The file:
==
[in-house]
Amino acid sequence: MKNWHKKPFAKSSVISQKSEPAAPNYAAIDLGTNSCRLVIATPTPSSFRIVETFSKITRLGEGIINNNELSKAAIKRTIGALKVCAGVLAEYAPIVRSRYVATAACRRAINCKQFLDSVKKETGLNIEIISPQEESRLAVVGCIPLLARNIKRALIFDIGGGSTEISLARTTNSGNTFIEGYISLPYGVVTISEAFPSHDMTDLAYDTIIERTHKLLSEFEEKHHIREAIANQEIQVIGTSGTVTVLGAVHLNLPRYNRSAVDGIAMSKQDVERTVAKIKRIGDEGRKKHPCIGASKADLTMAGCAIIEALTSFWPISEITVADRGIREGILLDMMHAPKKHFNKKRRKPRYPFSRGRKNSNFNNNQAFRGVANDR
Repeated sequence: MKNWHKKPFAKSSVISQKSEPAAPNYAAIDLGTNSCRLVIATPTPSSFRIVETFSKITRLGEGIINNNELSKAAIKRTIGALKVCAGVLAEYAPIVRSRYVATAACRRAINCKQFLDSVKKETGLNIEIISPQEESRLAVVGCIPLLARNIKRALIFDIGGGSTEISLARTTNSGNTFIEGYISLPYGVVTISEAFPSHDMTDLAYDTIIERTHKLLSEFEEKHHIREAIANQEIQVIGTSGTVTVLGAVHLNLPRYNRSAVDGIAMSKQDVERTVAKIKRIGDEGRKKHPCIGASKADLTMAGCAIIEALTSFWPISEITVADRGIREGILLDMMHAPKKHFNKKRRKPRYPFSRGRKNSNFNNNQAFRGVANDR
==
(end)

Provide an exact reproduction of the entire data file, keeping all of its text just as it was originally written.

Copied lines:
[in-house]
Amino acid sequence: MKNWHKKPFAKSSVISQKSEPAAPNYAAIDLGTNSCRLVIATPTPSSFRIVETFSKITRLGEGIINNNELSKAAIKRTIGALKVCAGVLAEYAPIVRSRYVATAACRRAINCKQFLDSVKKETGLNIEIISPQEESRLAVVGCIPLLARNIKRALIFDIGGGSTEISLARTTNSGNTFIEGYISLPYGVVTISEAFPSHDMTDLAYDTIIERTHKLLSEFEEKHHIREAIANQEIQVIGTSGTVTVLGAVHLNLPRYNRSAVDGIAMSKQDVERTVAKIKRIGDEGRKKHPCIGASKADLTMAGCAIIEALTSFWPISEITVADRGIREGILLDMMHAPKKHFNKKRRKPRYPFSRGRKNSNFNNNQAFRGVANDR
Repeated sequence: MKNWHKKPFAKSSVISQKSEPAAPNYAAIDLGTNSCRLVIATPTPSSFRIVETFSKITRLGEGIINNNELSKAAIKRTIGALKVCAGVLAEYAPIVRSRYVATAACRRAINCKQFLDSVKKETGLNIEIISPQEESRLAVVGCIPLLARNIKRALIFDIGGGSTEISLARTTNSGNTFIEGYISLPYGVVTISEAFPSHDMTDLAYDTIIERTHKLLSEFEEKHHIREAIANQEIQVIGTSGTVTVLGAVHLNLPRYNRSAVDGIAMSKQDVERTVAKIKRIGDEGRKKHPCIGASKADLTMAGCAIIEALTSFWPISEITVADRGIREGILLDMMHAPKKHFNKKRRKPRYPFSRGRKNSNFNNNQAFRGVANDR